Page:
I am told that a considerable Revolution has happened in the minds of the middle & lower Class’s of people on the Subject, at which I am not at all Surprised. At first they were warmly for it, from a confidence in the wisdom & Integrity of their representatives. In the various publications & conversations on the Occasion, it is exceeding difficult, indeed impossible, to make the good people at large well Acquainted with the different forms & combinations of Power necessary to constitute Government for the protection of liberty and property: and hence they are exposed to impositions from designing men, and particularly Of those in Opposition to Government, who have the popular side, and by decrying powers as dangerous to liberty, will include indiscriminately, such as are unavoidable to good Government, with those which are really hurtful; and to this cause I attribute the change in those Sentiments, in which the people were right at first, as I beleive they always are when left to their own Judgment. The fountain of Power which the Constitution has properly made them, they cannot defuse personally, but must distribute the various Streams by representatives—in the choice of those therefore they should use all their circumspection and Judgment, preferring abilities and Integrity in whomsoever they find them and in them place their confidence, as they submit their lives, liberty & Property to their disposal. This is the advice I have given in the choice of Representatives to the Convention, as a measure more Safe than Judging of the Constitution from Partial or prejudiced States of it, & voting for those who make them. The people of Caroline at first pretty generally for the Constitution, had pitched on their old Servants Colo. James Taylor and my self to represent them, on a Supposition of our being so. So it stands at present, no other Candidate being yet announced, tho’ I am told that some people, having changed their minds on the Subject, are wishing to start an Opposing one, wch. may probably be the case by the day. I do not conceal my Opinion being at present in favor of the Constitution, but can truly say that if I am honor’d with the Appointment, I shall go to that, as I have ever done to other deliberative Assemblies, with a mind open to Conviction, resolved to hear all that can be said, & to decide as my Judgment shall direct me to the general Good. But too much of my self: it is much more important that you should be there, and wish for that reason that you could be in your County some time before the day, lest some designing men may endeavour to avail themselves of yr. Absence.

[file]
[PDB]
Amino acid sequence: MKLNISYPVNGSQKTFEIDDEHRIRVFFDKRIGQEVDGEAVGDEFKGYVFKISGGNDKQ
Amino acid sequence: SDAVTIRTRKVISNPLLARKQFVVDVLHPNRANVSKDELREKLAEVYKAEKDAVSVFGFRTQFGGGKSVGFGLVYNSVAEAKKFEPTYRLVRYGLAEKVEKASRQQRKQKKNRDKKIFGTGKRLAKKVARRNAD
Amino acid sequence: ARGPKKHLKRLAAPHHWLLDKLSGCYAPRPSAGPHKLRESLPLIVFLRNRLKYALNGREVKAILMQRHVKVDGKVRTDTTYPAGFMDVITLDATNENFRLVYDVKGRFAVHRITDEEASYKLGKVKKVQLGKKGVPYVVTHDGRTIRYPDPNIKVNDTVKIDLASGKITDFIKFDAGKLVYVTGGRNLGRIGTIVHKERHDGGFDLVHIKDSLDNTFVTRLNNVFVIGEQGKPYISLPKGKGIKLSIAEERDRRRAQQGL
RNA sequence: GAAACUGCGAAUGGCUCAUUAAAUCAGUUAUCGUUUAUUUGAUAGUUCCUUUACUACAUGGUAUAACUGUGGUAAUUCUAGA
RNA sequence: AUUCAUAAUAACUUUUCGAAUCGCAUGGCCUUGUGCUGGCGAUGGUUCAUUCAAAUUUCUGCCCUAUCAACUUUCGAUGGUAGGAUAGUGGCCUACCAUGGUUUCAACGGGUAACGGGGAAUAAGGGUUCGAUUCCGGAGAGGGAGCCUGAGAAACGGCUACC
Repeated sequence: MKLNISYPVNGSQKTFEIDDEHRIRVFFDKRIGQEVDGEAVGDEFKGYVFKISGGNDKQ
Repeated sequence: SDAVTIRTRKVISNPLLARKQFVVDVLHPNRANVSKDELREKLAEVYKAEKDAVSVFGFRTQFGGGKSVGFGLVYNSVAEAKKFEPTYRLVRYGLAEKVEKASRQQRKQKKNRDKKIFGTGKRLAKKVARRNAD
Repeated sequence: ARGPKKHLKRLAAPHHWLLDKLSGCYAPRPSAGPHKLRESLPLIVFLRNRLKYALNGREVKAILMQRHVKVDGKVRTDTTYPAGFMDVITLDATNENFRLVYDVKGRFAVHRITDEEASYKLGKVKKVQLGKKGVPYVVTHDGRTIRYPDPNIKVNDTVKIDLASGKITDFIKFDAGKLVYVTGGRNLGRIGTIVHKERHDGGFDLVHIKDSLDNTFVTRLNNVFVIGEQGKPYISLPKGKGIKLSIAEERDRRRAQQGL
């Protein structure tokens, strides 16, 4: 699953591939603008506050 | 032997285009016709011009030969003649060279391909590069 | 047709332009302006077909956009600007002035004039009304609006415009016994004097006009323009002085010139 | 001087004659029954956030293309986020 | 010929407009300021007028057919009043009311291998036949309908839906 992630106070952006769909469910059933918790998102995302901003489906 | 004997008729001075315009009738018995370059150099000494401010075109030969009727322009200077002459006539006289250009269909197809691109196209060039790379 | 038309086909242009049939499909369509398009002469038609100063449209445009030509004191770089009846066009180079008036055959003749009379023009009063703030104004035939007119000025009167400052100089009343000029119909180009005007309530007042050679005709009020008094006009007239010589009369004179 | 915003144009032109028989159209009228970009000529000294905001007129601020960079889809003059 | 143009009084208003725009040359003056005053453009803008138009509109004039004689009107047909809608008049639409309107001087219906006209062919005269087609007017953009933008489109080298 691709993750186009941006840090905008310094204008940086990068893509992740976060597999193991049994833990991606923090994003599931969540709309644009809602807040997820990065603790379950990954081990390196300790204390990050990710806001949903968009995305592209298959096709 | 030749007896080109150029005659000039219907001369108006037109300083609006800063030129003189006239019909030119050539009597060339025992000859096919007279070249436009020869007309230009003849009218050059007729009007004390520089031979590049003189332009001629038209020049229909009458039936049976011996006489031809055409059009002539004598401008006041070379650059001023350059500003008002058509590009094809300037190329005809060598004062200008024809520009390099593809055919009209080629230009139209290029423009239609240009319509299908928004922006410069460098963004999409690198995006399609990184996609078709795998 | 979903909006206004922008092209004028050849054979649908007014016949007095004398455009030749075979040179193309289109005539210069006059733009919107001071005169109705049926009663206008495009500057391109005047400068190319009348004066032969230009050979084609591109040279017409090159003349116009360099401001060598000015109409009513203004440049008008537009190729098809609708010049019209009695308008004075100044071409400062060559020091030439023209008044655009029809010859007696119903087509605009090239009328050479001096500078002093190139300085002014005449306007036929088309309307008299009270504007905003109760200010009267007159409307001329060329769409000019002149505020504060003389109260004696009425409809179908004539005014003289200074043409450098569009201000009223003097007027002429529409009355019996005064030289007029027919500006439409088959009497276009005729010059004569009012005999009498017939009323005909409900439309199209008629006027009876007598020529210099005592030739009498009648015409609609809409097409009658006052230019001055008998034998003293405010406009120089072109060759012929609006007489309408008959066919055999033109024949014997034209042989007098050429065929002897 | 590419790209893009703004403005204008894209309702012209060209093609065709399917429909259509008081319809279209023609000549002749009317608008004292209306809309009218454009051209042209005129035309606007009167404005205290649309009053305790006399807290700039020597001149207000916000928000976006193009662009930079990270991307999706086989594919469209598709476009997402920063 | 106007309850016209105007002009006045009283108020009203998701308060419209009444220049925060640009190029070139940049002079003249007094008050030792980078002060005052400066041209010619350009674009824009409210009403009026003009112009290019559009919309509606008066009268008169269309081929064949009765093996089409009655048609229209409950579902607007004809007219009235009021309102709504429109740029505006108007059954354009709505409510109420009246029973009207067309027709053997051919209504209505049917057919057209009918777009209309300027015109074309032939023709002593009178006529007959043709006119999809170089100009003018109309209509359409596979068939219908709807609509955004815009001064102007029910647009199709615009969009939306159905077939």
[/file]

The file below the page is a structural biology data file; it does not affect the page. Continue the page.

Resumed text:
In a late letter from Georgia, I am informed that the new Government will be unanimously adopted there, & nearly so in South Carolina.4 N. Carolina have put off their Convention ’til August, it is said with a view to know & follow the Resolutions of ours. As I beleive all others will precede Ours, we shall probably have the Subject to consider upon ground, not hitherto reconoitred, with nine approving States, to be joined, or wholly Seperated from.